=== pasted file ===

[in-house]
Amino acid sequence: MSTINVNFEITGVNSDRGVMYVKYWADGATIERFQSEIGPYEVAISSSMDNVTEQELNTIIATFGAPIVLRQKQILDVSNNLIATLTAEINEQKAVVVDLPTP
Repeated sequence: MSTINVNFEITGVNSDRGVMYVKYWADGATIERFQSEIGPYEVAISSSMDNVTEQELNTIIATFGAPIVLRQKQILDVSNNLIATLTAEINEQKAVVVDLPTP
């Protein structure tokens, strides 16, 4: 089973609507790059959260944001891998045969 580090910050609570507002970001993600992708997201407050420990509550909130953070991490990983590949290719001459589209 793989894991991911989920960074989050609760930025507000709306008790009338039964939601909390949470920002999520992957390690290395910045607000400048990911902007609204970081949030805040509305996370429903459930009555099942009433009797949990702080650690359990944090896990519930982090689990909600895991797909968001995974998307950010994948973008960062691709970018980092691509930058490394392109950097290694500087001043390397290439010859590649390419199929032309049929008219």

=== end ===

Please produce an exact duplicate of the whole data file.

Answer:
[in-house]
Amino acid sequence: MSTINVNFEITGVNSDRGVMYVKYWADGATIERFQSEIGPYEVAISSSMDNVTEQELNTIIATFGAPIVLRQKQILDVSNNLIATLTAEINEQKAVVVDLPTP
Repeated sequence: MSTINVNFEITGVNSDRGVMYVKYWADGATIERFQSEIGPYEVAISSSMDNVTEQELNTIIATFGAPIVLRQKQILDVSNNLIATLTAEINEQKAVVVDLPTP
């Protein structure tokens, strides 16, 4: 089973609507790059959260944001891998045969 580090910050609570507002970001993600992708997201407050420990509550909130953070991490990983590949290719001459589209 793989894991991911989920960074989050609760930025507000709306008790009338039964939601909390949470920002999520992957390690290395910045607000400048990911902007609204970081949030805040509305996370429903459930009555099942009433009797949990702080650690359990944090896990519930982090689990909600895991797909968001995974998307950010994948973008960062691709970018980092691509930058490394392109950097290694500087001043390397290439010859590649390419199929032309049929008219």